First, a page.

Jay Heiler: Doing civic work without being in government

Jay Heiler

Jay Heiler could be caught in the middle of a contentious U.S. Senate race right now. Instead, he joined boutique law firm Beus Gilbert PLLC.

A member of the Arizona Board of Regents, a charter school entrepreneur and former chief of staff to Gov. Fife Symington, Heiler contemplated challenging U.S. Sen. Jeff Flake for his seat last fall. But that was before Flake announced his retirement.

Now Heiler, 58, is perfectly content to cheer on Republican nominee Martha McSally from the sidelines as he starts a new chapter in his life. Heiler joined Beus Gilbert in July, carrying over his consulting work to the firm that specializes in real estate law and commercial litigation.

Cap Times Q&AWhat will you be doing at Beus Gilbert?

I’m going to be practicing law across several different fields with both sides of the practice, which is commercial litigation on one hand and real estate and entitlement law on the other. Then, I’m also bringing my own practice into the firm of government affairs and government relations, which really overlaps both to some degree. It just seemed like a really good fit and really great people to work with.

Where do your passions lie in the legal world?

The highest and best use of the law is to right wrongs, to advance justice, and in the public sector, to improve the life of the community and the lives of individuals in the community. St. Thomas Aquinas said the law is an ordinance for the common good made by those who have care over the community. That’s always seemed like a pretty good definition to me.

You came from a solo practice, correct?

I was just doing consulting work, but I went and activated my law license and I’m now back at it. I was an assistant attorney general when I got out of school. I was a prosecutor originally. I was in journalism as an undergraduate, then went to law school, worked as a prosecutor, then I went back into journalism and wrote editorials at the newspaper in Richmond, Virginia, The Richmond Times-Dispatch.

All those years when I was practicing on my own, I never really wanted to create a firm because I didn’t want everything that came along with that. I really just wanted to operate as long as I could as a lone wolf and keep my time free and my schedule flexible to build Great Hearts, which is a charter school organization. I’ve been at that for about 16 years now.

Why was now the right time to join a firm?

The fact is that this particular firm is very appealing because of the human elements involved and the practice fields the firm is best of class in. It’s also that phase of my professional journey where I just want to interact more with other leading professionals and build a great institution.

Speaking of Great Hearts, what do you make of the recent calls for increased transparency in the charter school system?

Lying at the bottom of all that conversation, which can be a productive conversation, is really a lot of tension over for-profit educational models in K-12. Great Hearts is not a for-profit educational model. Great Hearts is a nonprofit. But it is unlike the other, larger growth charter organizations in Arizona in that way. The construct of for-profit education is well known and has been around for many decades in higher education and it has a varied history. But the idea is still relatively new of for-profit presence at least as the operator of the school in K-12 education. I think everybody’s processing that now and having a discussion about it, which is good. It’s a discussion that should be held.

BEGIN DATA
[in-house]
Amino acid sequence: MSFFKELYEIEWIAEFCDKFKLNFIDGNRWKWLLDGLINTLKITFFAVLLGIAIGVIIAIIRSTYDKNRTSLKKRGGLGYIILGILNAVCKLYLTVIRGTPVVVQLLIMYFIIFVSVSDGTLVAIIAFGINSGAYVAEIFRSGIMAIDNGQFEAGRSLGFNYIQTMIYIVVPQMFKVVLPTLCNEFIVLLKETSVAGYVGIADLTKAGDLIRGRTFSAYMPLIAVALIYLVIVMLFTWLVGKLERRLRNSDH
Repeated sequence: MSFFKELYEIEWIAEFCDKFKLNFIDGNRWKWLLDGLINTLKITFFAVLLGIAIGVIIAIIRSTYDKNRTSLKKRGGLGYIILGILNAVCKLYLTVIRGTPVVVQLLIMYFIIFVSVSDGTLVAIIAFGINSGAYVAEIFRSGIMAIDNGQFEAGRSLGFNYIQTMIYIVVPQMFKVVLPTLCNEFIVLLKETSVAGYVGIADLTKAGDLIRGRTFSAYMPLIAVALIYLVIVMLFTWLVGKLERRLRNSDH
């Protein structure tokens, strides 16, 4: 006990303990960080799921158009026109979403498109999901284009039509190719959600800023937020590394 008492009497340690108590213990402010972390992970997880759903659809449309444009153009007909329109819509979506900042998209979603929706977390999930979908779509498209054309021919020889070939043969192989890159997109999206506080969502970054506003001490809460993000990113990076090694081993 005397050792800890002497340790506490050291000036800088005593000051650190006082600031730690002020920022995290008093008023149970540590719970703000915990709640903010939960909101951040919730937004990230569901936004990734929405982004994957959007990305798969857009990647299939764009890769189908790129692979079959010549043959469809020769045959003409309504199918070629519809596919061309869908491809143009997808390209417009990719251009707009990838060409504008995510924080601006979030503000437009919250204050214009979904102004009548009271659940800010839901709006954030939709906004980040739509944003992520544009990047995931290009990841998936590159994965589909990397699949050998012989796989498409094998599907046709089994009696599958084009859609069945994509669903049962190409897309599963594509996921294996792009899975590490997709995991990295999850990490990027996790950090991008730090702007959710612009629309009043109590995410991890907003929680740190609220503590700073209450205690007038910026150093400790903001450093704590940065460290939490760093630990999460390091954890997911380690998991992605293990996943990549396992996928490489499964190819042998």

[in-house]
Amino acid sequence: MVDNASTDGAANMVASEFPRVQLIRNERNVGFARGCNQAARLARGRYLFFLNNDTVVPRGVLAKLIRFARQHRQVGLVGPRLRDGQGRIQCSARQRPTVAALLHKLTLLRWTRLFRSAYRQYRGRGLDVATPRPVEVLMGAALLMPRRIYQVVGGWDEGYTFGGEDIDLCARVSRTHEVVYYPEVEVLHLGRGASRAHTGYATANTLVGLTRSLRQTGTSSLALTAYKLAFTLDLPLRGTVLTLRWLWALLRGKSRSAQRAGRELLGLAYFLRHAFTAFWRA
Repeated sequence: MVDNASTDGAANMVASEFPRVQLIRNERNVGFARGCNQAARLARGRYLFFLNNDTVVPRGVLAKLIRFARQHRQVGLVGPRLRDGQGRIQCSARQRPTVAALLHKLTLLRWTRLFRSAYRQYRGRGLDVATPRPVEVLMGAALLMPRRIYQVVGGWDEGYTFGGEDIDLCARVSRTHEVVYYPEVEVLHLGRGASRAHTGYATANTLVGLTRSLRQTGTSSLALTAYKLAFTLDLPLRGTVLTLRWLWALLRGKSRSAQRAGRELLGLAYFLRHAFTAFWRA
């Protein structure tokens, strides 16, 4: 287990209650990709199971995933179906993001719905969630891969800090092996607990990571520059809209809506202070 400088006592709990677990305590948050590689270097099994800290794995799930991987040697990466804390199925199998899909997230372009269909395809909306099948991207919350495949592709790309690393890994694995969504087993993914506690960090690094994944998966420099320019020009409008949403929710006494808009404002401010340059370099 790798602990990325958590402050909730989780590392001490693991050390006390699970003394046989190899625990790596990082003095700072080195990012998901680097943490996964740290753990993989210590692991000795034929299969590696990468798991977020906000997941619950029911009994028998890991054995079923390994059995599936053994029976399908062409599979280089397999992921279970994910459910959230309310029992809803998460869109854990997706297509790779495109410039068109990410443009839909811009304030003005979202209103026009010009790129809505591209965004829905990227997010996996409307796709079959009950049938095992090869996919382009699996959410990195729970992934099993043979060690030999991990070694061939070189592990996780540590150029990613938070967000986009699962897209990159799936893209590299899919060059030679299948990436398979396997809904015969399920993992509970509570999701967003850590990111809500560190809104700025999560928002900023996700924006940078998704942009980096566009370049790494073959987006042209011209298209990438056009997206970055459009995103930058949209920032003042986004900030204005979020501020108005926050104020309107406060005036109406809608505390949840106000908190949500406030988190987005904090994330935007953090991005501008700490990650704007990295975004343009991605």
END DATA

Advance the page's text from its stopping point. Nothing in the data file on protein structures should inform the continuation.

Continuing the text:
How did you start Great Hearts?

The idea came from understanding that charter schools were a market concept and the idea behind them was the introduction of some for market competition into K-12 as a means of lifting it. But as I considered doing that, I realized the way markets work is with scale and brands. There are always leaders in markets that make the most impact and achieve the most in a given sector. So the idea was to bring to the Phoenix community a scalable education model that would not only be better than public schools on offer, it would in fact, be better than private schools on offer.

You used to work for Symington. Do you ever miss working in the public sector?

Part of the reason I wanted to start Great Hearts was because I missed that. I wanted to create a valuable civic work that one could do without working in government and that’s how I’ve always thought of Great Hearts. It has always been in my nature that when I looked ahead to when I was old or near the end of my life, I wanted to have done something that mattered.

How did you meet Symington?

We were introduced by the then-editor of the editorial pages of The Republic, who was a guy named Bill Cheshire. Fife was having a tough first year in office at that point so we met and we just immediately hit it off.

What do you make of the news that Symington may run for the U.S. Senate?

I think he’s still got it in his system, too. But I think there’s still lots of turns in that road, starting with what happens in this Senate race and what happens with Senator Kyl. But if Fife decides to run for the Senate, that’ll be worth watching.

You recently considered running for the U.S. Senate, why?

I was asked to consider that at that time because it appeared many Republican voters were going to be looking for an alternative. So it wasn’t something that I had been planning, but I didn’t say no. And once you don’t say no, the process starts. It was something that I was very seriously considering, but when Senator Flake withdrew as early as he did, that left plenty of time for other candidates to also enter the picture. I truly believe that Martha [McSally] was an outstanding candidate and in many regards, a better candidate than I would be.